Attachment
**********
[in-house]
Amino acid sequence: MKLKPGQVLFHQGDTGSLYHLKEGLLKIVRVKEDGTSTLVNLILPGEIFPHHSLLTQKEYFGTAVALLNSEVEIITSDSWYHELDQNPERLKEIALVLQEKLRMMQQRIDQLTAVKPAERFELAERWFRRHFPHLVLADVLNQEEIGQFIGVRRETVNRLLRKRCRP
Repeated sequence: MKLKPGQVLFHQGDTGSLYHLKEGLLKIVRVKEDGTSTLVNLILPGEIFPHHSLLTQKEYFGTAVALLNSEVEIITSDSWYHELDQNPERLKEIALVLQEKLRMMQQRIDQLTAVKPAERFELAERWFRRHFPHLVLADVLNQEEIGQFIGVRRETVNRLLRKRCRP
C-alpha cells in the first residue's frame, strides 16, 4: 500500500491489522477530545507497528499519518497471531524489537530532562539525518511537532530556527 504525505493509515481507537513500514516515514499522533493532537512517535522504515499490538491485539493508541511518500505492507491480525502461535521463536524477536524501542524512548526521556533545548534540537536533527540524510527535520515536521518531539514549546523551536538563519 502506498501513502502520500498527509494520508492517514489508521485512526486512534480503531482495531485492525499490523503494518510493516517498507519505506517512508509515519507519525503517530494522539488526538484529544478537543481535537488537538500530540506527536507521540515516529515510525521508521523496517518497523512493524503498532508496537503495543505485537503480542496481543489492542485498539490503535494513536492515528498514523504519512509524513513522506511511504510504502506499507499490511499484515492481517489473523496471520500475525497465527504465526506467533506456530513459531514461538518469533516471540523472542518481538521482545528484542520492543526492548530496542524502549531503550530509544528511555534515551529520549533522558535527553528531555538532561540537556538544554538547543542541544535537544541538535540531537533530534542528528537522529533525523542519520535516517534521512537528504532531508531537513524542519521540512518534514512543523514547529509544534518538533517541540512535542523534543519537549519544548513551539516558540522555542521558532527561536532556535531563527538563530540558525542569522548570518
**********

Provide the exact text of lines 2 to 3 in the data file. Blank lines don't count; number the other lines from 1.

Amino acid sequence: MKLKPGQVLFHQGDTGSLYHLKEGLLKIVRVKEDGTSTLVNLILPGEIFPHHSLLTQKEYFGTAVALLNSEVEIITSDSWYHELDQNPERLKEIALVLQEKLRMMQQRIDQLTAVKPAERFELAERWFRRHFPHLVLADVLNQEEIGQFIGVRRETVNRLLRKRCRP
Repeated sequence: MKLKPGQVLFHQGDTGSLYHLKEGLLKIVRVKEDGTSTLVNLILPGEIFPHHSLLTQKEYFGTAVALLNSEVEIITSDSWYHELDQNPERLKEIALVLQEKLRMMQQRIDQLTAVKPAERFELAERWFRRHFPHLVLADVLNQEEIGQFIGVRRETVNRLLRKRCRP